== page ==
# Python tkinter bouncing ball animation

In the current code, the animation is very unclear, and not "polished" (it doesn't run smooth).

Can I make the animation smoother? And/or, why it doesn't run smooth?

from tkinter import *
import time

WIDTH = 800
HEIGHT = 500
SIZE = 50
tk = Tk()
canvas = Canvas(tk, width=WIDTH, height=HEIGHT, bg="grey")
canvas.pack()
color = 'black'

class Ball:
def __init__(self):
self.shape = canvas.create_oval(0, 0, SIZE, SIZE, fill=color)
self.speedx = 9 # changed from 3 to 9
self.speedy = 9 # changed from 3 to 9
self.active = True
self.move_active()

def ball_update(self):
canvas.move(self.shape, self.speedx, self.speedy)
pos = canvas.coords(self.shape)
if pos[2] >= WIDTH or pos[0] <= 0:
self.speedx *= -1
if pos[3] >= HEIGHT or pos[1] <= 0:
self.speedy *= -1

def move_active(self):
if self.active:
self.ball_update()
tk.after(40, self.move_active) # changed from 10ms to 30ms

ball = Ball()
tk.mainloop()

• What do you mean "not working as expected"? I provided a working code, and I'm asking for a code review. Sep 16 '17 at 18:11

Your animation isn't smooth because the ball is jumping 9 pixels for every frame. If you want smooth animation, change your "speed" to a much smaller number.

Animation is a set of trade-offs. The speed is a simple multiplier of how many frames you display each second times how many pixels you move in each frame. As the number of pixels you move goes up, the more jerky the animation will be. Likewise, the more often you update, the faster your animation will go. You need to decide which is more important: smoothness or speed.

• The thing is, when I decrease the speed, and decrease the stop between each update, the animation still doesn't look good. For example, run with speed 2, and update each 10ms and see what happens. Sep 16 '17 at 18:19
• Those are the only two things you can change to improve the animation in this code. Sep 16 '17 at 18:27

This question was old, but I found it in a search because it was related to an issue I am having. My attempt at fixing this was to try to implement "double-buffering". On my computer, my version of code fixes the clipping that occurs causing 1/4 of the circle to be a square. It's still not as smooth as I'd like though.

from tkinter import *
import time

WIDTH = 800
HEIGHT = 500
SIZE = 50
tk = Tk()
canvas = Canvas(tk, width=WIDTH, height=HEIGHT, bg="blue")
canvas.pack()
color = 'black'

class Ball:
def __init__(self, tag):
self.shape = canvas.create_oval(0, 0, SIZE, SIZE, fill=color, tags=tag)
self.speedx = 9 # changed from 3 to 9
self.speedy = 9 # changed from 3 to 9
self.active = True

def ball_update(self):
canvas.move(self.shape, self.speedx, self.speedy)
pos = canvas.coords(self.shape)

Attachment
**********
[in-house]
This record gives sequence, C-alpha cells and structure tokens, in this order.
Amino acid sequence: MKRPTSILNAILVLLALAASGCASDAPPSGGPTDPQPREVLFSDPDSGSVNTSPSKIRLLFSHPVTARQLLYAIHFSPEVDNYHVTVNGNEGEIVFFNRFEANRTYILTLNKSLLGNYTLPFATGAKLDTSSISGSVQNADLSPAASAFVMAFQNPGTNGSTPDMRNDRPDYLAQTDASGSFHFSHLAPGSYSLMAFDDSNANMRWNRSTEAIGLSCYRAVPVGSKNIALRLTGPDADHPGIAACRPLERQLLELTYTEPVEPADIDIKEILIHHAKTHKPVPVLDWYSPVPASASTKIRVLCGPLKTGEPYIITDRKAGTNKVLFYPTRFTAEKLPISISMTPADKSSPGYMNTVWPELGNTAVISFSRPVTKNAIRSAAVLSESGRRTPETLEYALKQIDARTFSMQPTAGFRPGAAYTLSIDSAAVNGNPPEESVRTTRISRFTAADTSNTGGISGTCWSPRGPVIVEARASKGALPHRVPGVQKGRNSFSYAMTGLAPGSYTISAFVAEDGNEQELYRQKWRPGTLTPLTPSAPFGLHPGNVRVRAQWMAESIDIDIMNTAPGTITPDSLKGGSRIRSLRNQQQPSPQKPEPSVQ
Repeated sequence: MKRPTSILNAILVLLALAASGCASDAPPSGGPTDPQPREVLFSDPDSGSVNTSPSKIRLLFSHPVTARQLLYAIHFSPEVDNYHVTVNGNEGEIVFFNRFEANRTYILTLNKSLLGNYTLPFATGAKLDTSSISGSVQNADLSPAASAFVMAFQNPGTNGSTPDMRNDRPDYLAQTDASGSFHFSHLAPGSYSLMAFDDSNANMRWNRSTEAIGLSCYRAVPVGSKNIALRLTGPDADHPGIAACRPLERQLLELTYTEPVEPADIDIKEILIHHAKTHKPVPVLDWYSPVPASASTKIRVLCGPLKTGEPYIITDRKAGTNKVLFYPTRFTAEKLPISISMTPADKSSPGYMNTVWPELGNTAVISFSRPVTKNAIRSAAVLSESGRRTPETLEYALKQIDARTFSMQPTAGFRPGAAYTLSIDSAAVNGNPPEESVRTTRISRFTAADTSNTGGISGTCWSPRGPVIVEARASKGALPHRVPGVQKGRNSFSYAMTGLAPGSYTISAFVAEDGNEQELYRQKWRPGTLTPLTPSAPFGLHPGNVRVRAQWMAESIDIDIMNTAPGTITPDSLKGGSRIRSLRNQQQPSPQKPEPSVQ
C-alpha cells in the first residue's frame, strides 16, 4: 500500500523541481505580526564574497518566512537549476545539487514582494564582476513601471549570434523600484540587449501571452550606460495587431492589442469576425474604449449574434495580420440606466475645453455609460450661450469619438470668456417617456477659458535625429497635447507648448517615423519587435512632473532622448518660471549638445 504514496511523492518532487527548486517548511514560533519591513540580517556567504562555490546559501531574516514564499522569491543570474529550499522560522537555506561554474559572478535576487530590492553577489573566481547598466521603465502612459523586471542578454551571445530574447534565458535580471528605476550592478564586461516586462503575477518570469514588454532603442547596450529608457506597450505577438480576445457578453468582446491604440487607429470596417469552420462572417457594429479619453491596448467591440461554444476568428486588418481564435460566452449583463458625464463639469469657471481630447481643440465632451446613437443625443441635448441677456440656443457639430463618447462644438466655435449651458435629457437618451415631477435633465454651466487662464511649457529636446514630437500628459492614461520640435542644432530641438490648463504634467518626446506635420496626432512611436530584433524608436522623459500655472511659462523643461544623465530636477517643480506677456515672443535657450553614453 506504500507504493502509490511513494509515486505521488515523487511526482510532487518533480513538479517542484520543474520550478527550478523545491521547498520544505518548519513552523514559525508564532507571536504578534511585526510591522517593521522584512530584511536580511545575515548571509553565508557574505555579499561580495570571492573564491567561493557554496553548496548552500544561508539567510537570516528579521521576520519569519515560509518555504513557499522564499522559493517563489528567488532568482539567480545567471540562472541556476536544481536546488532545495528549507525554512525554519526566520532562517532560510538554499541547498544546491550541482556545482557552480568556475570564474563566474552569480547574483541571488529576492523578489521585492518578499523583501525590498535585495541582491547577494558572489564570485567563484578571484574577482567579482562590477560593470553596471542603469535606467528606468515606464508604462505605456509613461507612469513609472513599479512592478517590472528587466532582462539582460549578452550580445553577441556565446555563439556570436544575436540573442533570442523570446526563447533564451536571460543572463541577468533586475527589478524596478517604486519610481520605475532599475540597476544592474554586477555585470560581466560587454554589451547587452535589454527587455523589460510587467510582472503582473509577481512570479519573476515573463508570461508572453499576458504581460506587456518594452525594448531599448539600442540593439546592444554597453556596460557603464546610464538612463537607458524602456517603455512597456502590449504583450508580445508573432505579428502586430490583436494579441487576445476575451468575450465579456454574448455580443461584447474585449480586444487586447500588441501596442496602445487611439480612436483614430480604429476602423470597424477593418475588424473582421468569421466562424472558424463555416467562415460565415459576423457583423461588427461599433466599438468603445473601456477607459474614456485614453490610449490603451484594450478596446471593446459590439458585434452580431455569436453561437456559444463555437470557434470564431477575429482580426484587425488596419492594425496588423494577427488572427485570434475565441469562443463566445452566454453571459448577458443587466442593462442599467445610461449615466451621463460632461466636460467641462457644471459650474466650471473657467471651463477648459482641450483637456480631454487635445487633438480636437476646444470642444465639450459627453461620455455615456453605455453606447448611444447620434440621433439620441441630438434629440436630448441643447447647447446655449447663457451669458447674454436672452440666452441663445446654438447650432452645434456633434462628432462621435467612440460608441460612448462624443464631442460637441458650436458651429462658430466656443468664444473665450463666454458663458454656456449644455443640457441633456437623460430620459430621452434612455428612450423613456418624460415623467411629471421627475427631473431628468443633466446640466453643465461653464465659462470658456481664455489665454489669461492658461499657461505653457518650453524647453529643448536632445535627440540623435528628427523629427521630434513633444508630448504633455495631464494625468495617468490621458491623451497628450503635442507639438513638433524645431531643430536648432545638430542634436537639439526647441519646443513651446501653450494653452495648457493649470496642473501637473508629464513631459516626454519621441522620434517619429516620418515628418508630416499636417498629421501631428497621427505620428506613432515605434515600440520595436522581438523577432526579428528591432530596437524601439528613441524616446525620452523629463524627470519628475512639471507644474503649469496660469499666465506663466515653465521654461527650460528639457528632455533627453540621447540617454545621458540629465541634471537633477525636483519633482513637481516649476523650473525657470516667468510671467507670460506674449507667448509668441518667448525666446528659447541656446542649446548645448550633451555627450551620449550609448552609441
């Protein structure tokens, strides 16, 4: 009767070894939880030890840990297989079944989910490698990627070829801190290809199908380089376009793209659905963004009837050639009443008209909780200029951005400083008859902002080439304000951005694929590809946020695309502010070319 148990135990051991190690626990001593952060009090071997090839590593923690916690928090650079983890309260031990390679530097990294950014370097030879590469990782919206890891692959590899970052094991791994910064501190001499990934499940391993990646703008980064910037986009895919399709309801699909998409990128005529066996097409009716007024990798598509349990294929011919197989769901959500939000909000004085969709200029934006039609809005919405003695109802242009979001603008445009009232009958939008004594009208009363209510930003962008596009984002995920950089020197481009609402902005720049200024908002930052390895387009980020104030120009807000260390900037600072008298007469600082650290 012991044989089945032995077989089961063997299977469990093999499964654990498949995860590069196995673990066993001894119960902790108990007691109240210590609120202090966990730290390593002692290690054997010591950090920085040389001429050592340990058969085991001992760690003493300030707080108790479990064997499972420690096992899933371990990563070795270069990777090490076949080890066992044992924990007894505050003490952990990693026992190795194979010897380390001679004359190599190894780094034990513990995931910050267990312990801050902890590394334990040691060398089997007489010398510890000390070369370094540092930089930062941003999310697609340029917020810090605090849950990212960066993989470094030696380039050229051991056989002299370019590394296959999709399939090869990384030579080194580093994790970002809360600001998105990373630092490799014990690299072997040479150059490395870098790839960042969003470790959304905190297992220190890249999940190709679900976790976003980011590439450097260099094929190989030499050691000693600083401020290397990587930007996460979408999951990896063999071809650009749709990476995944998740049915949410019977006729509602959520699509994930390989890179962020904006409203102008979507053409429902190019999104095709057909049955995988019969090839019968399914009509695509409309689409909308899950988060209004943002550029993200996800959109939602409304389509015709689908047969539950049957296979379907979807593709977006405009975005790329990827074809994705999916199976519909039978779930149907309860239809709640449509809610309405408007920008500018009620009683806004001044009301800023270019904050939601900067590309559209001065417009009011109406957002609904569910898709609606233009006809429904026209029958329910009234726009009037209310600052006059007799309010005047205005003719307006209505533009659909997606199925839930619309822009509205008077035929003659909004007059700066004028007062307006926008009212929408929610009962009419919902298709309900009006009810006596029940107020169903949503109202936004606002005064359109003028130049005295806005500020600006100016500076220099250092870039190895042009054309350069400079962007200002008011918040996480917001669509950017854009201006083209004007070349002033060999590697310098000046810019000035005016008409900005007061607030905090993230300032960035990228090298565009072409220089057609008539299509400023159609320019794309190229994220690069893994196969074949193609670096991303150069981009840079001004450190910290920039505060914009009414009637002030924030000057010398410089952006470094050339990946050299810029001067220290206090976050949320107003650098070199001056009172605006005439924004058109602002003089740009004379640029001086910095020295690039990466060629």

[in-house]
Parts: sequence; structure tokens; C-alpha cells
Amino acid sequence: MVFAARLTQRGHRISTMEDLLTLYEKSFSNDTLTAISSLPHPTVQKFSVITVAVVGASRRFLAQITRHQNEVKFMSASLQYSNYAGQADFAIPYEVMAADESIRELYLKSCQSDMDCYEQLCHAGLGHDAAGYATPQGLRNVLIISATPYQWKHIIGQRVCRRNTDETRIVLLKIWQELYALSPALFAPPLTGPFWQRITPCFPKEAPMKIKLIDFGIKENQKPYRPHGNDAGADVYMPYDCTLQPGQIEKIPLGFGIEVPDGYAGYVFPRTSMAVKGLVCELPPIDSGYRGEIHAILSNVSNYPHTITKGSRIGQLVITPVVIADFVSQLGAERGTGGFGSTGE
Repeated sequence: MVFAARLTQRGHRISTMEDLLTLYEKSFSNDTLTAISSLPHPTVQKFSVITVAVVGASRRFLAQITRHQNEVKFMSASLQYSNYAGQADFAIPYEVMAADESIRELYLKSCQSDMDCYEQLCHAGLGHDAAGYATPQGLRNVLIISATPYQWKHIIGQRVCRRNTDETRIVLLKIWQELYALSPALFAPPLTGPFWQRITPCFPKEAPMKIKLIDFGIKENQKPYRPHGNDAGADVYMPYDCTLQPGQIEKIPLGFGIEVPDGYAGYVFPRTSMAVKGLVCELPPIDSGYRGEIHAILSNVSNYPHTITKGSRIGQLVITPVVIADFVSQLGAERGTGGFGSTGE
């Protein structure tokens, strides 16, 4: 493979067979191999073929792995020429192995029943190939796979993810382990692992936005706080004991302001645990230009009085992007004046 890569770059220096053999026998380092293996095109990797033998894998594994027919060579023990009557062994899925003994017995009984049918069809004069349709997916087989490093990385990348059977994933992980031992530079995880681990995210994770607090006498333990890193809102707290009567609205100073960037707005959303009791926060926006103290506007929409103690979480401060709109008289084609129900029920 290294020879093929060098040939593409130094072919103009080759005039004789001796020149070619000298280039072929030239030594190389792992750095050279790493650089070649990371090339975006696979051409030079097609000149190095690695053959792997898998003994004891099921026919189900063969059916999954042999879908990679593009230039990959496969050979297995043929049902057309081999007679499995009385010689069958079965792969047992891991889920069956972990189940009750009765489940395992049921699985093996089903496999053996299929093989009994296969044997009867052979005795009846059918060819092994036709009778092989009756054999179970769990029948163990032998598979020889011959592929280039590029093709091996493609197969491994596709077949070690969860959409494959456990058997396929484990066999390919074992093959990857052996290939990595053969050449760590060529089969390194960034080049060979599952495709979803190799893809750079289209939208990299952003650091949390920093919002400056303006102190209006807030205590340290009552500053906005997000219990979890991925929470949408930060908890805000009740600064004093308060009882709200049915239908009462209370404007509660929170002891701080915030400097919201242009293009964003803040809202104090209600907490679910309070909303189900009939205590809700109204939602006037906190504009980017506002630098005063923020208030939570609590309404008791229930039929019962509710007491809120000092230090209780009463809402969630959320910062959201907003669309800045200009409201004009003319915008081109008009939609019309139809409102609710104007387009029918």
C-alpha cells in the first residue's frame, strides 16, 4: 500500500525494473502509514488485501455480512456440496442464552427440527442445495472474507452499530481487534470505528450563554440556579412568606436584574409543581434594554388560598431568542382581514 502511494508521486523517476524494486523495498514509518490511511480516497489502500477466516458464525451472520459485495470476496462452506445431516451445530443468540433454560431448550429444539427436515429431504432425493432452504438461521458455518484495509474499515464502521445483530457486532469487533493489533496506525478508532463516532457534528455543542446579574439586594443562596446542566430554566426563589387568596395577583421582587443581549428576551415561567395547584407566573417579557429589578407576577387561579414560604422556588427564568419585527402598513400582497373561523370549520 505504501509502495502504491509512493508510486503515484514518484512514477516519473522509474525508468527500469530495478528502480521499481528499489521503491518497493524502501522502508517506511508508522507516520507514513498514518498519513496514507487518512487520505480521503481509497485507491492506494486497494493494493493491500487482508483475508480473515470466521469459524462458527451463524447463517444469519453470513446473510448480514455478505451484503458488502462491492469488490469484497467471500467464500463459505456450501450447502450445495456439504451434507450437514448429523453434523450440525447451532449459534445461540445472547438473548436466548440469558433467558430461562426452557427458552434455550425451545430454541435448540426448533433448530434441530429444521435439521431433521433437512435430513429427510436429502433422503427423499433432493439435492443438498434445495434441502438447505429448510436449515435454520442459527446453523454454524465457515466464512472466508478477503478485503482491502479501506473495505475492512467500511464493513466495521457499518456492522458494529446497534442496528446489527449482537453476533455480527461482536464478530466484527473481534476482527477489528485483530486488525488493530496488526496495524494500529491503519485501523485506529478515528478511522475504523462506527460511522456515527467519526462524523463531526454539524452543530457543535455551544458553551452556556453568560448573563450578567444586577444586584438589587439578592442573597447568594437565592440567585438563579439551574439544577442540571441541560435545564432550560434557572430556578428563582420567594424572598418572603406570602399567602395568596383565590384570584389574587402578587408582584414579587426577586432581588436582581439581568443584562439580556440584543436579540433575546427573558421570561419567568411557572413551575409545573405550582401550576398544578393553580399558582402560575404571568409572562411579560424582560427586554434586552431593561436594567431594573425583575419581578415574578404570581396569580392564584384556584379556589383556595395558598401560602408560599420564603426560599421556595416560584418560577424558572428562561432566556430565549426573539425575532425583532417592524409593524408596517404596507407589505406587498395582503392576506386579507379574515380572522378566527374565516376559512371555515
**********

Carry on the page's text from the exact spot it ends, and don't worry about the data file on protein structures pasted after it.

if pos[2] >= WIDTH or pos[0] <= 0:
self.speedx *= -1
if pos[3] >= HEIGHT or pos[1] <= 0:
self.speedy *= -1

global switcher
switcher = True
def cycle():
global switcher
canvas.tag_raise("bg")
if switcher:
ball2.ball_update()
ball2.ball_update()
canvas.tag_raise("ball")
else:
ball.ball_update()
ball.ball_update()
canvas.tag_raise("ball2")
switcher = not switcher
tk.after(40, cycle)

bg = canvas.create_rectangle(0, 0, WIDTH+1, HEIGHT+1, fill="gray", tags="bg")
ball = Ball("ball")
ball.ball_update()
ball2 = Ball("ball2")

tk.after(0, cycle)
tk.mainloop()

• I’m confused, I thought I posted a better answer. May 8 '19 at 14:22
• I have wronged you. I'll delete that comment. May 8 '19 at 23:03

I know this is an old question, but one extrememly important aspect of this problem hasn't been explored. If the FPS of a program is under 60, then the human eye will be able to see individual frames, resulting in a "choppy" appearance. I wrote this small fps indicator to inspect the OP's code, and also the code in @Drew Cunningham's answer.

from tkinter import *
import time

class FpsIndicator:
def __init__(self, master):
self.textBox = Text(master, height=1, width=8)
self.fpsStart = time.time()
self.current_fps = 0
self.last_tick_num = 0

def pack(self):
self.textBox.pack(side=RIGHT)
self.textBox.insert(END, "...")

def update_fps(self, tick_num):
now = time.time()
if now > self.fpsStart + 1:
if self.last_tick_num == 0:
self.last_tick_num = tick_num
self.fpsStart = now
else:
self.current_fps = (tick_num - self.last_tick_num) / (now - self.fpsStart)
self.textBox.delete('1.0', END)
self.textBox.insert(END, f"{self.current_fps:.2f}fps")

self.last_tick_num = tick_num
self.fpsStart = now

# Use
global tickNum
tickNum = 0

def cycle():
global tickNum
tickNum += 1
fpsIndicator.update_fps(tickNum)
tk.after(5, cycle)

tk = Tk()
fpsIndicator = FpsIndicator(tk)
fpsIndicator.pack()
tk.after(0, cycle)
tk.mainloop()


For @Drew Cunningham's code and the OPs code, I got around 20-25 fps. This is one third of the frames required for a smooth animation. Making one small change to their code fixes this issue:

# change this
tk.after(40, cycle)
# to
tk.after(10, cycle)


The fps is now at 60+, so the animation is smooth. However, when I do this to the OPs code, parts of the moving circle aren't rendered properly. The code given by @Drew Cunningham doesn't have this issue, and the circle is always a circle.

One last note, when the fps changes, the speed of the animation changes along with it. One possible improvement would be to interpolate the distance based on the amount of time that's elapsed since the last update.